BRUSSELS: A day after the EU’s new chief unveiled her master plan for climate neutrality, a big question mark remained on Thursday about the ability to secure a deal for the bloc to become carbon neutral by 2050 because three eastern state members remain reluctant.
As heads of states and governments gathered in Brussels for a two-day summit, Poland, Hungary and the Czech Republic remain unconvinced. Their support is needed for an agreement to win approval.
Making the blocs economy carbon neutral by 2050 has been a hot topic on the European agenda for months, but the proposal failed to get approval at a summit last June and was relegated to a non-binding footnote in the final statement of that summit.
Ursula von der Leyen has since been appointed as the new chief of the EU Commission, the bloc’s executive arm, and has made the fight against climate change her top priority. Another failure this week to get support from all members would be seen as an ill-fated start for her five-year tenure.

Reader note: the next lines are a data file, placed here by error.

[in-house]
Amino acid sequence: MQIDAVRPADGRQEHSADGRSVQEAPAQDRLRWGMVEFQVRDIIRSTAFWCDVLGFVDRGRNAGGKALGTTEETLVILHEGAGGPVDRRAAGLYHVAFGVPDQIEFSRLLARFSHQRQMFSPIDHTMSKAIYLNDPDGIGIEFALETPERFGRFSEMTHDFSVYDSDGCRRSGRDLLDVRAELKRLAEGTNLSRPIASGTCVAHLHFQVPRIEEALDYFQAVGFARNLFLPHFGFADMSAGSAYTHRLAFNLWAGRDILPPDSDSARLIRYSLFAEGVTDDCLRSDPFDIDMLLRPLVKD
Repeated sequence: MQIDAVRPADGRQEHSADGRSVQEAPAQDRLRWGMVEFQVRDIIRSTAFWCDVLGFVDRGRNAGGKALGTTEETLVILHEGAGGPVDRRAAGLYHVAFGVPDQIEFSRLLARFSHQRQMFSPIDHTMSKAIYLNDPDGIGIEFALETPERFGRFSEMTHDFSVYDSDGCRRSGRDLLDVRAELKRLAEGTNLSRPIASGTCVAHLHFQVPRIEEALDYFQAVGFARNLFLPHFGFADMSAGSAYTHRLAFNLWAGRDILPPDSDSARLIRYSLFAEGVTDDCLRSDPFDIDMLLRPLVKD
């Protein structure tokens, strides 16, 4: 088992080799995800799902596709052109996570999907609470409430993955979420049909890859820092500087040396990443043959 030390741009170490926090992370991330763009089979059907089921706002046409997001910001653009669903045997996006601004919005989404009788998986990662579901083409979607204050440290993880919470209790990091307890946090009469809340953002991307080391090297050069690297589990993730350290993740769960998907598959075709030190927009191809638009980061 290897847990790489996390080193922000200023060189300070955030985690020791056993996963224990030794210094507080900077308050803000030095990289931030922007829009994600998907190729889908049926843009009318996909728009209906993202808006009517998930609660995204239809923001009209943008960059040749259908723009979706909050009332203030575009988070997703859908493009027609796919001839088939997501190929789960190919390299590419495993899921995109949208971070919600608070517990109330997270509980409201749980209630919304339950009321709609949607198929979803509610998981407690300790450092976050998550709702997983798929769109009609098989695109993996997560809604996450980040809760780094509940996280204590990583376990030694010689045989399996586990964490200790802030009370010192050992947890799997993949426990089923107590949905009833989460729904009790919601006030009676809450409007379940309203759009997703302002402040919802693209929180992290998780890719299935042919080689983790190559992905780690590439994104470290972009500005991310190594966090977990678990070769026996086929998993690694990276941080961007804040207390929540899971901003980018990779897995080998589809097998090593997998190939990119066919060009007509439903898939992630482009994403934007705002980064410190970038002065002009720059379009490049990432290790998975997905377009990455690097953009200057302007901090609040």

In March we were only two countries in support, then it was eight, and progressively we convinced more people,” French President Emmanuel Macron said upon arrival at the summit. This afternoon, around the table, maybe there will be one or two members still missing. But we will do everything to convince our partners that the transition is indispensable.
A major problem for the three poorer coal-dependent nations is the heavy costs associated with transforming their economy and energy sources. Macron acknowledged they would be the hardest hit and would need financial help.
To get the support of all EU members, von der Leyen on Wednesday unveiled a new European Green Deal she called a “master plan, with an offer of some 100 billion euros ($130 billion) in public and private funds to help the fossil-fuel reliant EU nations make the transition to lower emissions.
Council President Charles Michel said he hopes an agreement will be forthcoming.
Climate neutrality is a very important goal,” he said.
In addition to the cash issue, leaders also must find a compromise on the type of energies that will be used during the transition.
Published in Dawn, December 13th, 2019